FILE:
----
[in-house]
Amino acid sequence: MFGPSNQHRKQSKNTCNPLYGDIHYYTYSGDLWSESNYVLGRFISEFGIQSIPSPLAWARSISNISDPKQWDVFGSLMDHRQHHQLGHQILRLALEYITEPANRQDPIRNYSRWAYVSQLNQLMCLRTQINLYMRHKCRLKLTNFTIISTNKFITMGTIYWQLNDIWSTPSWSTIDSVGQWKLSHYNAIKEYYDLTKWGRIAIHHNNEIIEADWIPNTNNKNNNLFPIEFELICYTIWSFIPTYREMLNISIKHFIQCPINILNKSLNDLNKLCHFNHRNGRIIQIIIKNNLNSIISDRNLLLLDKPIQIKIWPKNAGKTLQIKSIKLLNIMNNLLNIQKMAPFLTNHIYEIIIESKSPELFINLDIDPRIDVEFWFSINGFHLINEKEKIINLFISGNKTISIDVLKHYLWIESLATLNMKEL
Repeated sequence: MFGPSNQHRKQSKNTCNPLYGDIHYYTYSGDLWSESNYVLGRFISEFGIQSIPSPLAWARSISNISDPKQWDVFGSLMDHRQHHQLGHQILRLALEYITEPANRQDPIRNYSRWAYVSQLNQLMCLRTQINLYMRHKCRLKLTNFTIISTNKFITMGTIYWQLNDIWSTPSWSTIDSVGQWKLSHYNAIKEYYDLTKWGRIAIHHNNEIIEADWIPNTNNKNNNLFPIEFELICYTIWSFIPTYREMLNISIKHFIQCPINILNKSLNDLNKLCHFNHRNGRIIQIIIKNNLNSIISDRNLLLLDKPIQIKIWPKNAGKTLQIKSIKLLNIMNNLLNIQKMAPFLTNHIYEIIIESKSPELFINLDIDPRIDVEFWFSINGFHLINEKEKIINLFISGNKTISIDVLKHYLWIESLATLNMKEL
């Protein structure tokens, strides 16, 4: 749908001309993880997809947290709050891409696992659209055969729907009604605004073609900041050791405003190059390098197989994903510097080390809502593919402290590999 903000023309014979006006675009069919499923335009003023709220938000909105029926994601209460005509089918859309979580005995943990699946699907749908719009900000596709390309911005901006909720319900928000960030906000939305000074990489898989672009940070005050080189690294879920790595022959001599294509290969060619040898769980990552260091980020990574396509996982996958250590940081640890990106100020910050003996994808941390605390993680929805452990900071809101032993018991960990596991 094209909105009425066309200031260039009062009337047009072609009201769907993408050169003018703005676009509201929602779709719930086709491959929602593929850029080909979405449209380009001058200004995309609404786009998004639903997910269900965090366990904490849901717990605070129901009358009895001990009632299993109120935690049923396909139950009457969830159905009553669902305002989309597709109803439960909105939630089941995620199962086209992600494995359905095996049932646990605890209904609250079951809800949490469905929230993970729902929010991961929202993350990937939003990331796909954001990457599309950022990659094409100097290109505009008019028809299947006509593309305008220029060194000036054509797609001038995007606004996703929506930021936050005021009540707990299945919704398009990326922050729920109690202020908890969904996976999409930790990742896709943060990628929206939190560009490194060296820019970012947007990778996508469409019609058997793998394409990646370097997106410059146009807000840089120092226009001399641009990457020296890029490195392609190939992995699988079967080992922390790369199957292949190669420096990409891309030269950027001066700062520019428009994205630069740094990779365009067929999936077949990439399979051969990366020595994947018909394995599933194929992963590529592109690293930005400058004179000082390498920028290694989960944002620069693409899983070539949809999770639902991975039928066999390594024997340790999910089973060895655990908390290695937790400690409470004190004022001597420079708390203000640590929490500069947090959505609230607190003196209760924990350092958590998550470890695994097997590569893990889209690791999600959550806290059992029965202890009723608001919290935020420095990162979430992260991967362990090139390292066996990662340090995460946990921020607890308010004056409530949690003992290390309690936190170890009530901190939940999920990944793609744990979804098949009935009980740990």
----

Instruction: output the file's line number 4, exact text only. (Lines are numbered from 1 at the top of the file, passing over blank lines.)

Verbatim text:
């Protein structure tokens, strides 16, 4: 749908001309993880997809947290709050891409696992659209055969729907009604605004073609900041050791405003190059390098197989994903510097080390809502593919402290590999 903000023309014979006006675009069919499923335009003023709220938000909105029926994601209460005509089918859309979580005995943990699946699907749908719009900000596709390309911005901006909720319900928000960030906000939305000074990489898989672009940070005050080189690294879920790595022959001599294509290969060619040898769980990552260091980020990574396509996982996958250590940081640890990106100020910050003996994808941390605390993680929805452990900071809101032993018991960990596991 094209909105009425066309200031260039009062009337047009072609009201769907993408050169003018703005676009509201929602779709719930086709491959929602593929850029080909979405449209380009001058200004995309609404786009998004639903997910269900965090366990904490849901717990605070129901009358009895001990009632299993109120935690049923396909139950009457969830159905009553669902305002989309597709109803439960909105939630089941995620199962086209992600494995359905095996049932646990605890209904609250079951809800949490469905929230993970729902929010991961929202993350990937939003990331796909954001990457599309950022990659094409100097290109505009008019028809299947006509593309305008220029060194000036054509797609001038995007606004996703929506930021936050005021009540707990299945919704398009990326922050729920109690202020908890969904996976999409930790990742896709943060990628929206939190560009490194060296820019970012947007990778996508469409019609058997793998394409990646370097997106410059146009807000840089120092226009001399641009990457020296890029490195392609190939992995699988079967080992922390790369199957292949190669420096990409891309030269950027001066700062520019428009994205630069740094990779365009067929999936077949990439399979051969990366020595994947018909394995599933194929992963590529592109690293930005400058004179000082390498920028290694989960944002620069693409899983070539949809999770639902991975039928066999390594024997340790999910089973060895655990908390290695937790400690409470004190004022001597420079708390203000640590929490500069947090959505609230607190003196209760924990350092958590998550470890695994097997590569893990889209690791999600959550806290059992029965202890009723608001919290935020420095990162979430992260991967362990090139390292066996990662340090995460946990921020607890308010004056409530949690003992290390309690936190170890009530901190939940999920990944793609744990979804098949009935009980740990």